Ghosts of Pearl Harbor

Pearl Harbor Attack
A U/S/ battleship sinking during the attack
National Archives, Washington, D.C.

Stories about Pearl Harbor are enduring stories of bravery and daring. And often, we hear the same stories because they encapsulate the moment, the heartache, and the bravado of that fateful day.

The attack on Pearl Harbor in 1941 affected a large swath of people, not just sailors or Marines or men. Nurses and moms, kids and students–they experienced Japan’s terror and stealth attack that day, too.

Pearl Harbor in Honolulu, Hawaii, marks the resting place of 1,102 of the 1,177 sailors killed by a Japanese attack on the USS Arizona during the attack on Pearl Harbor on December 7, 1941, which launched the United States into World War II.

A photo taken at the USS Arizona Memorial / Pearl Harbor
Shows what looks like a face in the water.
Photo courtesy KHON

Those who died didn’t go peacefully, which makes Pearl Harbor ripe for ghosts.One of its more famous ghosts, “Charley,” has been there so long and his presence so well documented that it isn’t uncommon for local officers to respond “That’s just Charley” when water faucets turn themselves on, radio stations switch, or heavy doors swing back and forth inexplicably. However, he’s harmless.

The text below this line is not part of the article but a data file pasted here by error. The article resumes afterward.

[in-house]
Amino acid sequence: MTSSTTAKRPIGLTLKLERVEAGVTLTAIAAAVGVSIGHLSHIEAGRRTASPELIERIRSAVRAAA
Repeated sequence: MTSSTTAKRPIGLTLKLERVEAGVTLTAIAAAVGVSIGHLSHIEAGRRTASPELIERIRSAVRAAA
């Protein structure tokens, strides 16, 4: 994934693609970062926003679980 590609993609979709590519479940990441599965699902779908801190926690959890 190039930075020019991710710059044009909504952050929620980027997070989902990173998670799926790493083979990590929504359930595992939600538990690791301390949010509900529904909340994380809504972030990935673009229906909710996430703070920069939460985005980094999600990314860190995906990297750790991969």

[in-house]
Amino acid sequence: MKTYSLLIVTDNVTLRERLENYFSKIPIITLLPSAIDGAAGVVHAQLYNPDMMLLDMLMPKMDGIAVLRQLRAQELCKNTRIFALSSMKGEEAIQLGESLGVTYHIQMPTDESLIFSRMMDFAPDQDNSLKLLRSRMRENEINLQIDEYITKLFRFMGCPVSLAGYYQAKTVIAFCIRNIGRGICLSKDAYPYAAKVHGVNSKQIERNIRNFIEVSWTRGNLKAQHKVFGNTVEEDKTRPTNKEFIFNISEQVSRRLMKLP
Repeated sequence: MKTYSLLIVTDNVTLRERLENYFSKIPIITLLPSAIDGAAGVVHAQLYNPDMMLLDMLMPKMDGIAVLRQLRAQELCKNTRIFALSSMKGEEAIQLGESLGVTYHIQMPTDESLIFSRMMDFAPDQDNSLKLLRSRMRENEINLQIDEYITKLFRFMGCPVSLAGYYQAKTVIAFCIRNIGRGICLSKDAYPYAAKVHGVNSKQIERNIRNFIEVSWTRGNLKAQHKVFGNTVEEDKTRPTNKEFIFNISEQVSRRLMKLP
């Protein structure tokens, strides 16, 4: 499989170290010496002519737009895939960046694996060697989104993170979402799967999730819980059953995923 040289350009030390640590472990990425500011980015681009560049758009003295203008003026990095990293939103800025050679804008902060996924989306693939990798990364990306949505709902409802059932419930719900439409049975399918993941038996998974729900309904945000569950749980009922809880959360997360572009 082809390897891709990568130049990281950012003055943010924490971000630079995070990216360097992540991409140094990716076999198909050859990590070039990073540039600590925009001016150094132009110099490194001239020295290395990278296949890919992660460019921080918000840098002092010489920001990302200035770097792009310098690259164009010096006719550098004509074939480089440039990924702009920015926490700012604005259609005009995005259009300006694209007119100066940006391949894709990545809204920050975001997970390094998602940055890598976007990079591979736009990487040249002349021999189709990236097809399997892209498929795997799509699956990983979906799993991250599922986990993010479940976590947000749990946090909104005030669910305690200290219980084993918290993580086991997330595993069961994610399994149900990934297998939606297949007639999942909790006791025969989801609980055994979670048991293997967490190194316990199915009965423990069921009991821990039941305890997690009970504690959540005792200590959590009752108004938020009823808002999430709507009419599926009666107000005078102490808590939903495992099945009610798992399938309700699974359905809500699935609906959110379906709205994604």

Many of those who visit the memorial built over the Arizona feel inexplicable sadness and pain. But one of the most harrowing ghost stories regards a sailor who was shot after leaving his post during the Pearl Harbor bombings. He is said to haunt the deck of the sunken ship at low tide.

Pearl Harbor Memorial

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